Inside Supply Management Magazine
Time Running Out for Conflict-Free Compliance
It’s been almost four years since the U.S. Congress passed the Dodd-Frank Act, mandating that public companies disclose the use of conflict minerals in their supply chains. With the May 31, 2014, deadline for compliance looming, time is no longer on the side of supply management practitioners working to verify that their company and its suppliers are not sourcing minerals from countries mired in armed conflict and human rights abuses.
If your supply chain organization is struggling with the U.S. Security and Exchange Commission’s conflict materials filings, you are not alone. PricewaterhouseCoopers' Conflict Minerals Survey finds that 4 percent of the 700 companies surveyed have completed a draft of the filings. Ninety percent haven’t even begun drafting or have only developed initial drafts of the filling — with the deadline about six weeks away.
Supply chain leaders have known from the start that compliance with Dodd-Frank Section 1502 would be challenging. In an Inside Supply Management® column last year, "Transparency Removes Blind Spots of Social Risks," the authors noted that part of the challenge was that companies “have limited visibility upstream through their various supply chains.”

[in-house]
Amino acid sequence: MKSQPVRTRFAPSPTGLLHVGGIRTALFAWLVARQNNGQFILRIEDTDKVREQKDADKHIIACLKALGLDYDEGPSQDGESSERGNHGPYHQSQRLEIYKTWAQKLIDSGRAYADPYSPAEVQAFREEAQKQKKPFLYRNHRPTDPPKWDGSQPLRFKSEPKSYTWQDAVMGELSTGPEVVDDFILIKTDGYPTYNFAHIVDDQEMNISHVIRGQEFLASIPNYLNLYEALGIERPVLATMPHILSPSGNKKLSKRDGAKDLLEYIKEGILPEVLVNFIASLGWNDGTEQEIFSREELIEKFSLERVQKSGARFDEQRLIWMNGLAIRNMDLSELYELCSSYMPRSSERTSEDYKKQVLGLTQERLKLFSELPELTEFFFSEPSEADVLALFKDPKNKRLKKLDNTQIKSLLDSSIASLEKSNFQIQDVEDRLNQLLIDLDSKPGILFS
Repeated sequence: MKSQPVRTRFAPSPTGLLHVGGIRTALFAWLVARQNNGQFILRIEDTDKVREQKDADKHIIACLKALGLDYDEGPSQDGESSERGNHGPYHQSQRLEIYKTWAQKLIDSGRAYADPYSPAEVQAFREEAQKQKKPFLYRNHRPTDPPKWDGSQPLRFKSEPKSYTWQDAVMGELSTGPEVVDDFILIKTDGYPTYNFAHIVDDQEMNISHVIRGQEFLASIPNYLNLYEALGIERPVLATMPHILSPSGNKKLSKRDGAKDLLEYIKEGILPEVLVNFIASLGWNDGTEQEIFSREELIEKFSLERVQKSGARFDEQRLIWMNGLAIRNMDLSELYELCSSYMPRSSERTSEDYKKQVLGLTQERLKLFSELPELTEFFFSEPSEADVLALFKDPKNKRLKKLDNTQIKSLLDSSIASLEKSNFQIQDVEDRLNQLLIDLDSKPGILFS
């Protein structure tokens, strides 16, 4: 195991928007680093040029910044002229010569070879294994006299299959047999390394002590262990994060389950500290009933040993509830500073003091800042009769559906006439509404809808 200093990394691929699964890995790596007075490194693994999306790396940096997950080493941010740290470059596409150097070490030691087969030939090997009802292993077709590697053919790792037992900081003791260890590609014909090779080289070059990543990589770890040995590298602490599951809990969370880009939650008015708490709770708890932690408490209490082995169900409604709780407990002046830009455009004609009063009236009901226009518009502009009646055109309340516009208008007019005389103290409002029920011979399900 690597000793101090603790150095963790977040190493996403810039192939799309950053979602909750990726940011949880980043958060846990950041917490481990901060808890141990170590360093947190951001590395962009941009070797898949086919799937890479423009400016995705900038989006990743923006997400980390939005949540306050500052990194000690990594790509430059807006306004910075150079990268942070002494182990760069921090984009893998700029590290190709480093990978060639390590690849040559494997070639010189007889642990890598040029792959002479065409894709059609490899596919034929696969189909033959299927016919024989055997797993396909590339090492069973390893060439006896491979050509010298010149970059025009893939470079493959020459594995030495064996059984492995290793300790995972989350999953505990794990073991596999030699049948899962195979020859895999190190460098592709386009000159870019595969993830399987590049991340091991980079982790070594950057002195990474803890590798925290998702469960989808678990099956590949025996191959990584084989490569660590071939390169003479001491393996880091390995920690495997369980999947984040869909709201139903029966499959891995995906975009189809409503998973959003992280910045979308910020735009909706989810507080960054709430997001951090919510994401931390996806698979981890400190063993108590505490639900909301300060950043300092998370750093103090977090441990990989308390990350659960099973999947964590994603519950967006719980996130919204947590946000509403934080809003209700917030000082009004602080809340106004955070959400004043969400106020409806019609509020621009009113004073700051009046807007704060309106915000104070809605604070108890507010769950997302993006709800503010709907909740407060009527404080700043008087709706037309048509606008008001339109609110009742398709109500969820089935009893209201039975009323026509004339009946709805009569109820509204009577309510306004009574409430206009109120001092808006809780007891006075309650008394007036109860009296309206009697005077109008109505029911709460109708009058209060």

The PwC survey backs up that statement, noting that companies are being challenged at every step in the reporting process, from scoping and surveying suppliers to performing due diligence and drafting filings.
"Those companies just beginning to gather information and drafting their filings are at risk of not only falling behind, but of missing opportunities in terms of supply chain improvements, competitive advantage, and enhanced customer and stakeholder trust,” says Bobby Kipp, partner, PwC risk assurance practice. He adds that many technology, industrial products, manufacturing, and retail and consumer industries are uncovering potential business opportunities that conflict minerals compliance can provide.
The survey notes that 45 percent of respondents want their supply chains be conflict-free, and have plans to do so, because they understand the revenue-impacting consequences that conflict-mineral sourcing can have. In other words, failing to comply with the filing could become a risk issue.
If it’s discovered a company’s supply chain is not conflict-free, organizations are “highly concerned” with:
●Potential loss of customers (36 percent)
●Potential brand risk (31 percent)
●Shareholder backlash (19 percent)
●Potential product boycotts by customers (8 percent)
As the conflict-free compliance clock ticks away, how is your supply chain meeting the challenge?